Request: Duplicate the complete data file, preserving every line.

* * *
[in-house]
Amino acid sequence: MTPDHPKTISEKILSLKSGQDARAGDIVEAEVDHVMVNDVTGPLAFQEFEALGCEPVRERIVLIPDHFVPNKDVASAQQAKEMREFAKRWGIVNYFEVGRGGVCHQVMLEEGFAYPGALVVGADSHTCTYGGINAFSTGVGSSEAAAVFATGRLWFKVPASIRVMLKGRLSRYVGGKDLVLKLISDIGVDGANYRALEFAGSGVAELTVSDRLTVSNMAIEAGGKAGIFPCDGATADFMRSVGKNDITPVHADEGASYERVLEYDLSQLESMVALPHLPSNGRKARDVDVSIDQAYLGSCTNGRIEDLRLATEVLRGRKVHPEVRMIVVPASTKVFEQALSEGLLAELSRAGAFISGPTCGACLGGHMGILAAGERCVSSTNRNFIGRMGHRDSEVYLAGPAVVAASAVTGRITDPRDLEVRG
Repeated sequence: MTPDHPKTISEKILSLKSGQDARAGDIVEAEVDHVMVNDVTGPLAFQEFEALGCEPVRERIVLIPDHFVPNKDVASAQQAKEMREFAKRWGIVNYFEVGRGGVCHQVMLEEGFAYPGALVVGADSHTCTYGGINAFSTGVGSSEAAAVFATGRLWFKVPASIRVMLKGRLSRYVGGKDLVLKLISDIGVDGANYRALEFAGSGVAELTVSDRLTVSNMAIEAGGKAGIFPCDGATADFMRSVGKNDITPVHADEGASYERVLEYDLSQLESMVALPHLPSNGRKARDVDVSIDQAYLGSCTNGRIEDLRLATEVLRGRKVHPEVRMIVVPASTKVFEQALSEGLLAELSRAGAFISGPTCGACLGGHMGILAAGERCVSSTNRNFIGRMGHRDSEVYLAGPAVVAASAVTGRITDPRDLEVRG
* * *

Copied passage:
[in-house]
Amino acid sequence: MTPDHPKTISEKILSLKSGQDARAGDIVEAEVDHVMVNDVTGPLAFQEFEALGCEPVRERIVLIPDHFVPNKDVASAQQAKEMREFAKRWGIVNYFEVGRGGVCHQVMLEEGFAYPGALVVGADSHTCTYGGINAFSTGVGSSEAAAVFATGRLWFKVPASIRVMLKGRLSRYVGGKDLVLKLISDIGVDGANYRALEFAGSGVAELTVSDRLTVSNMAIEAGGKAGIFPCDGATADFMRSVGKNDITPVHADEGASYERVLEYDLSQLESMVALPHLPSNGRKARDVDVSIDQAYLGSCTNGRIEDLRLATEVLRGRKVHPEVRMIVVPASTKVFEQALSEGLLAELSRAGAFISGPTCGACLGGHMGILAAGERCVSSTNRNFIGRMGHRDSEVYLAGPAVVAASAVTGRITDPRDLEVRG
Repeated sequence: MTPDHPKTISEKILSLKSGQDARAGDIVEAEVDHVMVNDVTGPLAFQEFEALGCEPVRERIVLIPDHFVPNKDVASAQQAKEMREFAKRWGIVNYFEVGRGGVCHQVMLEEGFAYPGALVVGADSHTCTYGGINAFSTGVGSSEAAAVFATGRLWFKVPASIRVMLKGRLSRYVGGKDLVLKLISDIGVDGANYRALEFAGSGVAELTVSDRLTVSNMAIEAGGKAGIFPCDGATADFMRSVGKNDITPVHADEGASYERVLEYDLSQLESMVALPHLPSNGRKARDVDVSIDQAYLGSCTNGRIEDLRLATEVLRGRKVHPEVRMIVVPASTKVFEQALSEGLLAELSRAGAFISGPTCGACLGGHMGILAAGERCVSSTNRNFIGRMGHRDSEVYLAGPAVVAASAVTGRITDPRDLEVRG